Reducing freight trips in London is 'holy grail' for planners

Will Green is news editor of Supply Management
21 September 2015

Freight makes up a third of rush hour traffic in London and cutting road trips is the “holy grail” for planners, an event was told.

Paul Strang, senior strategy and planning manager for surface transport at Transport for London (TfL), said the number of people living in the city was expected to increase by 1.7 million by 2030.

Speaking at a seminar on freight and logistics organised by the Westminster Energy, Environment and Transport Forum, Strang said vans made up 22 per cent of peak-time traffic and this was predicted to increase.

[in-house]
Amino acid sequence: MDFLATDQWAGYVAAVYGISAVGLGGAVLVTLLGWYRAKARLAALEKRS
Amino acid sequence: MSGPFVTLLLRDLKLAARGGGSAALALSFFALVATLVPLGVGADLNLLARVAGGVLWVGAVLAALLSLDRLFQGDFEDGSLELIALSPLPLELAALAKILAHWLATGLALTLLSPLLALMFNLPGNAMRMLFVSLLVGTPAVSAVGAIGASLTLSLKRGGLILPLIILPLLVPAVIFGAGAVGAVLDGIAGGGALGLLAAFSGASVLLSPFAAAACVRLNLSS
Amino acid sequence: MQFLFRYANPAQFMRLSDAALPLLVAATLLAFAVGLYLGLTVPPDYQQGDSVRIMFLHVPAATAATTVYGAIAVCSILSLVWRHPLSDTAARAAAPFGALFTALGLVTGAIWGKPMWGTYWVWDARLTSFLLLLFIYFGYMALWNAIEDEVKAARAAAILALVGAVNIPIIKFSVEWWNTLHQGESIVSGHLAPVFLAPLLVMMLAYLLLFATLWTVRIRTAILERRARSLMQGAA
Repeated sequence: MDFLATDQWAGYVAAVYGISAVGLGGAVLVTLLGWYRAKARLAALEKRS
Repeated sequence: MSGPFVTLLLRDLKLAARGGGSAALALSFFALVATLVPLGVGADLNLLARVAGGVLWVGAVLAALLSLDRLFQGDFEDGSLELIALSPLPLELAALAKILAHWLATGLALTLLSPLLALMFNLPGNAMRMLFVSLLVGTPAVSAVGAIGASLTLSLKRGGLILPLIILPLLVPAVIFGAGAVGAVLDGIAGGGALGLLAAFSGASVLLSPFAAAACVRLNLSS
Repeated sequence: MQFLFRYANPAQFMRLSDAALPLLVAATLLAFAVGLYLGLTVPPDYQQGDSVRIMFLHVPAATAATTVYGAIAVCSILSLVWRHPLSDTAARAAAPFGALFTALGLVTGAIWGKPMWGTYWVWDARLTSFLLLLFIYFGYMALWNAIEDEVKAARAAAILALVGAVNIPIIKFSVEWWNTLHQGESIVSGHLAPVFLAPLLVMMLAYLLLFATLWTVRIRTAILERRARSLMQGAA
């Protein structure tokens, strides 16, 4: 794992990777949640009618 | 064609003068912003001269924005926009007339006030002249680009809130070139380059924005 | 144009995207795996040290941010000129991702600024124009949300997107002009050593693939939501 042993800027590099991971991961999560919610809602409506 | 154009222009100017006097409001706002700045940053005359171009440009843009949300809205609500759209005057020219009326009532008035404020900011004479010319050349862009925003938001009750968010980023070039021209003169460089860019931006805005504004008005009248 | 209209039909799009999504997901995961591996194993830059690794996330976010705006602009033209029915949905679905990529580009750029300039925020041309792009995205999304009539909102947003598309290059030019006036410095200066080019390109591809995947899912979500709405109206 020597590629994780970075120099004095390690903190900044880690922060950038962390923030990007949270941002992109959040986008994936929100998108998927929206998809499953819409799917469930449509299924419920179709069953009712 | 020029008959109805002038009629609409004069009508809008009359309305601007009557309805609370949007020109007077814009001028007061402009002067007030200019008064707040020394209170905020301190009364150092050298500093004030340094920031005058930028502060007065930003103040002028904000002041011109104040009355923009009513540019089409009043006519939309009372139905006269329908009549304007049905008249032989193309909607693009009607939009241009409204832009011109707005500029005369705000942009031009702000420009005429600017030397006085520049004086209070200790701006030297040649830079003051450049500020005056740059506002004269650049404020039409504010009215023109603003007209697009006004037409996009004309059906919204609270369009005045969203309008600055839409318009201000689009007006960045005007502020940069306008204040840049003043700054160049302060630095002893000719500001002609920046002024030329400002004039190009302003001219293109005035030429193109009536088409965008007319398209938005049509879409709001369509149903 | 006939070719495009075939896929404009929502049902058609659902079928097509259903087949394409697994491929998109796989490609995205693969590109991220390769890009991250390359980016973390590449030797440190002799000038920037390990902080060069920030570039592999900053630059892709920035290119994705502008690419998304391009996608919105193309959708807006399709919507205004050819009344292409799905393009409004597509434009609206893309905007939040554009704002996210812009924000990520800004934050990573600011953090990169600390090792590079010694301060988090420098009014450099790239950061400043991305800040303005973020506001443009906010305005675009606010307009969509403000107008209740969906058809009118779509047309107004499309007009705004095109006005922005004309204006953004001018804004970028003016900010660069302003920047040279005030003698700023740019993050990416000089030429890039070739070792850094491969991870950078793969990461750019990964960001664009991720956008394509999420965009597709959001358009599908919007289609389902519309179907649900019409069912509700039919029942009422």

“The challenge we are facing is a growing city with less road capacity,” he said. “We are looking at every lever we can pull, which is why we’re looking at better ways of managing freight in the city.

“How do we get goods delivered in the city at a fair cost to businesses and consumers?”

Strang said TfL hoped to reduce road use by encouraging more consolidation centres, “mode switch”, retiming and rerouting deliveries and reducing wasted journeys, by measures such as specifying larger letterboxes to avoid missed deliveries.

“Reducing overall demand for road trips – that is the holy grail for us,” he said.

Strang said air quality and the attractiveness of places were important considerations. “Sustainable cities are as much about the quality of the places," he said. "A functional solution is not enough.”

The seminar was also told 91 per cent of containers entered the UK through the south of the country but 65 per cent of the UK population lived within a 150-mile radius of the Port of Liverpool.

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